Best and worst new-to-me movies of 2022. Links to reviews (where applicable) in the title.
A very strange list this year and with only one Indian film. Though I did watch quite a few, they were generally uninteresting. Maybe it would have been better if I’d watched old ones but I mostly made an effort to keep up with newer releases and they just aren’t good.
This year is less overshadowed by my Christopher Lee obsession, which nevertheless was a wonderful time and one I miss.
An honourable mention to the concert movie of Songs for Drella, which is beautiful and perfect and everything you ever need to know about Andy Warhol, but which doesn’t meet the criteria of this blog.
- Umbracle (Spain, 1972)
Sometimes I forget movies can be art, actually, and something like this has to remind me. A true joy and treasure. As soon as I had finished watching it I knew it would be top of the best list for this year, no matter what else I watched, because it is just that good. However, not for the faint of heart and you should check content notes before watching. Absolutely Christopher Lee’s best movie; maybe not his best performance though a very brave and difficult one and he does succeed in it.
- Harold and Maude (USA, 1971)
Beautiful, life-altering, heart-breaking. Everyone thinks so, and so do I. If you want to watch it you should definitely check content notes first though.
- The Hours and Times (USA, 1991)
Very realistic and touching, full of insights into the relationships and people concerned, like the best fanfiction. I’m not a Beatles expert but even straight male Beatles fans say this is basically accurate and the characterisation is good.
- Robin Redbreast (UK, 1970)
Strictly speaking this is TV but it was re-released as a stand-alone so whatever. A foundational folk horror movie. Great but would have been perfect if they’d cast someone more sexually threatening as Fisher (say, Christopher Lee).
- The Picture of Dorian Gray (UK, 1976)
Again, strictly speaking this is TV, but eh. A great version of the book. Wonderful to see some actual acting for once, every performance is more delightful than the last. Even Dorian is interesting.
- The End of the World (USA, 1977)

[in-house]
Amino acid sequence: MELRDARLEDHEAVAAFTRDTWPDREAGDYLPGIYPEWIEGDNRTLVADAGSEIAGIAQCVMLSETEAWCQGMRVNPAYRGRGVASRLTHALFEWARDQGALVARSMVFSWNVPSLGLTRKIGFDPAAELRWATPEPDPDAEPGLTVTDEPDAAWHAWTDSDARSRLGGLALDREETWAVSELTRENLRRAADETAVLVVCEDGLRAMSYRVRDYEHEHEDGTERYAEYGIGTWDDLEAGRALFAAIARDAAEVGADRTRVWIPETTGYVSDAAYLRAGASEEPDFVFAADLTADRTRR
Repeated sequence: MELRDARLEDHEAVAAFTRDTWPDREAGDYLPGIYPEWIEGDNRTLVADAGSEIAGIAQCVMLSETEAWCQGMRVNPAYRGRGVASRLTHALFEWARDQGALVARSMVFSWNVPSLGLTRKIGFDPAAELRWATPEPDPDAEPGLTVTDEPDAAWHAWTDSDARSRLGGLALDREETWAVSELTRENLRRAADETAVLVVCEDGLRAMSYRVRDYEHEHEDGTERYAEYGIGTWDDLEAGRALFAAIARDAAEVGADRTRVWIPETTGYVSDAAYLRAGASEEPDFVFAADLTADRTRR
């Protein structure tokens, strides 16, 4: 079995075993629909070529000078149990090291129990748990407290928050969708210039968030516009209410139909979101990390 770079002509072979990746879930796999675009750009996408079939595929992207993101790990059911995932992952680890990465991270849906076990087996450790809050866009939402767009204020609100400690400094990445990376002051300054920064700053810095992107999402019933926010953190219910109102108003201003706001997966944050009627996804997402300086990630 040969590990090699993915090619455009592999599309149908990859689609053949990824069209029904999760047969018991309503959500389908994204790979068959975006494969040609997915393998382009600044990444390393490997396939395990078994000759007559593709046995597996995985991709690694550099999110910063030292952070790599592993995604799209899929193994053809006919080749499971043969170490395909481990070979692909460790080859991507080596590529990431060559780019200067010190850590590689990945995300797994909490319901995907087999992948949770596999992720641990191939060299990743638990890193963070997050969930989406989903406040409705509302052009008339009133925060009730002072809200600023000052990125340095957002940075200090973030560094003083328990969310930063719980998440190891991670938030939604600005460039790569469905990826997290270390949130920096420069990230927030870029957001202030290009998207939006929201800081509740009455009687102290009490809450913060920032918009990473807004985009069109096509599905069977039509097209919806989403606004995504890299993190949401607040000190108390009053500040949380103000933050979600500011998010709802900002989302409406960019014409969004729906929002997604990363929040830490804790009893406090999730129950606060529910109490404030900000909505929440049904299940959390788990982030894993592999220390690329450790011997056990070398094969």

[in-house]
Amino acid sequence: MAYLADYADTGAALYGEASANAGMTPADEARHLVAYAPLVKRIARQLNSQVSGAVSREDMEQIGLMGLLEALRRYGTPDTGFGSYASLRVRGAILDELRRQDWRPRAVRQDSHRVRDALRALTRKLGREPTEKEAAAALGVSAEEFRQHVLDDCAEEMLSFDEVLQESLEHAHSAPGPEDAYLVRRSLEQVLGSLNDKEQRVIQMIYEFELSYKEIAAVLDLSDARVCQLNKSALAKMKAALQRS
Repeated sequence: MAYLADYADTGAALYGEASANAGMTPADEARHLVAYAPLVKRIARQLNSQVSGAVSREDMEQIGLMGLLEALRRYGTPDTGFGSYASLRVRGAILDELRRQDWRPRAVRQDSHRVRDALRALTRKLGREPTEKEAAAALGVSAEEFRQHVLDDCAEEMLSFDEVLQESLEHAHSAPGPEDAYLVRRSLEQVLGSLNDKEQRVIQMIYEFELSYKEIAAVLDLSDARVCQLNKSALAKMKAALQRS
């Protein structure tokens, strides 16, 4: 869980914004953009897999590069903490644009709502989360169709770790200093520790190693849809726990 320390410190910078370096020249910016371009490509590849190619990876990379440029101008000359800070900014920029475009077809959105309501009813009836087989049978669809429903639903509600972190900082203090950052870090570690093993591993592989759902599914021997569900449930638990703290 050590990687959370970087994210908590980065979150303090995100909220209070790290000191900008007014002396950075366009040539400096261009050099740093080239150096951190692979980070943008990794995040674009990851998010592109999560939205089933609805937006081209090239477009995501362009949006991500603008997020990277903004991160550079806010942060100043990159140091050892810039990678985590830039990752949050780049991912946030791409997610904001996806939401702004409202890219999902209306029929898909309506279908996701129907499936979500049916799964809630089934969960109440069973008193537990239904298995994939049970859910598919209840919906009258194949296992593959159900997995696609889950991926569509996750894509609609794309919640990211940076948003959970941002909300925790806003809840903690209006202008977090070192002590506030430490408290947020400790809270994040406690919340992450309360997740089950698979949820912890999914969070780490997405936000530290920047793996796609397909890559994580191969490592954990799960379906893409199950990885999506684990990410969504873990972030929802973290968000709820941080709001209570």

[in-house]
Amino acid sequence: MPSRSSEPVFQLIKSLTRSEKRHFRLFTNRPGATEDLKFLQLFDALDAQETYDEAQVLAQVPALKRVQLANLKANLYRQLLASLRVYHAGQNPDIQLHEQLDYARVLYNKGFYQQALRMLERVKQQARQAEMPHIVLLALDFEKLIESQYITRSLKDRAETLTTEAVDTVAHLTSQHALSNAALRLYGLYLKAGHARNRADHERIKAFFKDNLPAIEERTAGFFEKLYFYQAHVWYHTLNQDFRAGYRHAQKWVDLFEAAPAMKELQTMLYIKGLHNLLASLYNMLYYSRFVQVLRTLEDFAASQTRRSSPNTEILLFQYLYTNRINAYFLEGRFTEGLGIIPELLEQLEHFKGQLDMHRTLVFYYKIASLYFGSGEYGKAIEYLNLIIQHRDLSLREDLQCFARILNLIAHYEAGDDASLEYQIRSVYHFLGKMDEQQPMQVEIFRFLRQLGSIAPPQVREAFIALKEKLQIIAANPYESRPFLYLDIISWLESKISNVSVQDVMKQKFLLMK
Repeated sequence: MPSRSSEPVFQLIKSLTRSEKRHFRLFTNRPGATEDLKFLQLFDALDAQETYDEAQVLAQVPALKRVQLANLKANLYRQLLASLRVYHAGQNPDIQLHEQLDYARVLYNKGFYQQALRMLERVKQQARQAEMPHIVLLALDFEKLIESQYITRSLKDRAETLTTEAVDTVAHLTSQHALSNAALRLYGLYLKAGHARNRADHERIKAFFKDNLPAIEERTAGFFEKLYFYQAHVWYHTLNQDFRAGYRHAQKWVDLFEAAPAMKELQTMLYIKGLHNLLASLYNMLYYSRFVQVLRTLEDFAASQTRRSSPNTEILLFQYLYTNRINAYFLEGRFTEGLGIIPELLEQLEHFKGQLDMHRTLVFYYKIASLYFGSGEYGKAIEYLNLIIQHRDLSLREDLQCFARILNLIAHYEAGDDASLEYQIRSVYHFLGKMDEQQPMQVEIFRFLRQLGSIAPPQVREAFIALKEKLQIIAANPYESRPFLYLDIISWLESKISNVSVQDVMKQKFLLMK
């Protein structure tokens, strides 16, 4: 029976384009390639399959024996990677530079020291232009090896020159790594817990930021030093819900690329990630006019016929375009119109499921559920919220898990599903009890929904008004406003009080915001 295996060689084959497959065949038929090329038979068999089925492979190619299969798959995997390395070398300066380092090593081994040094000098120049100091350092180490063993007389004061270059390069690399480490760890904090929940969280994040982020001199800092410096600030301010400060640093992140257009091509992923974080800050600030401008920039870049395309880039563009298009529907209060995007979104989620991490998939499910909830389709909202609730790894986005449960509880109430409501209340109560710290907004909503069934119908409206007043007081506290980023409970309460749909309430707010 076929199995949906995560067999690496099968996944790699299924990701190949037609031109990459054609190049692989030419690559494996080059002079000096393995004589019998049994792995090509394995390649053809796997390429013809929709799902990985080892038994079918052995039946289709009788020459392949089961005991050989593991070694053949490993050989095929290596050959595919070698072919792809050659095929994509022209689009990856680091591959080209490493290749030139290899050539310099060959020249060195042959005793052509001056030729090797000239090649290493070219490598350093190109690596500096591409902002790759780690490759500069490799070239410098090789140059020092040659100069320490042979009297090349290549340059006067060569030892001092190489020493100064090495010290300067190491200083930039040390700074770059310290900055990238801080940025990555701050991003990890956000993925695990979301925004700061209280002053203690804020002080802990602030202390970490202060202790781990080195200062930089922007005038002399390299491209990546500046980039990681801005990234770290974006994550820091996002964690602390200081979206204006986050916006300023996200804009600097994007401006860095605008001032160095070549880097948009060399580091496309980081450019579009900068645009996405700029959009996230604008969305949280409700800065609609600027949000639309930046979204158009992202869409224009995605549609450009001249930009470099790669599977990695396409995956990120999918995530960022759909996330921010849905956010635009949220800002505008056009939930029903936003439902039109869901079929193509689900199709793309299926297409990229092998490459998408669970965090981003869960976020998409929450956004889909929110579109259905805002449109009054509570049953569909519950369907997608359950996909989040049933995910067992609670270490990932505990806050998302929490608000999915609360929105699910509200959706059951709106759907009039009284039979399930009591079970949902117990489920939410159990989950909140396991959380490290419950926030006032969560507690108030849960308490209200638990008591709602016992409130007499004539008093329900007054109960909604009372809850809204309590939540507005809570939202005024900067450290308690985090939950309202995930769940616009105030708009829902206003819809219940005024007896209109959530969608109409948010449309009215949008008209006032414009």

Listen, you know I ADORE unwatchably boring 70s movies. Love and adore and worship them. But this was too unwatchably boring even for me and I had to fast-forward to the five glorious minutes of Christopher Lee priest clones.
- Haseena Dillruba (India, 2021)
At the time I commented saying I wished I hadn’t seen this and I stand by that. It starts to give a progressive moral, then starts to give a conservative moral, then is like actually the moral is people are terrible and so it’s stupid to have morals! But then it’s not properly nihilistic either, it’s just a glossy, overproduced, mainstream movie that’s misanthropic and hateful.
Why does this exist?
- Howling II: Your Sister Is a Werewolf (USA, 1985)
Honestly, it probably could have been worse but the whole vibe was so gross and misogynist and it thinks it’s soooo cool and funny and edgy. Just shut up and sit down, movie.
- Manolescu (Germany, 1929)
I can put up with a lot from silent films but this was just unbearable. The main character was the literal worst and a rapist and not even the fact that he was played by Ivan Mozzhukhin endeared him even the slightest to me.
- One Trick Pony (USA, 1980)
An excruciatingly un-self aware and badly acted movie about manpain. Did you know middle-aged (supposedly) straight men with enough money and no real problems who have gone through amicable divorce have literally the hardest lives in the world? You do now. The only good things about it are the mild homoeroticism and Lou Reed (though sadly no real homoeroticism with Lou Reed).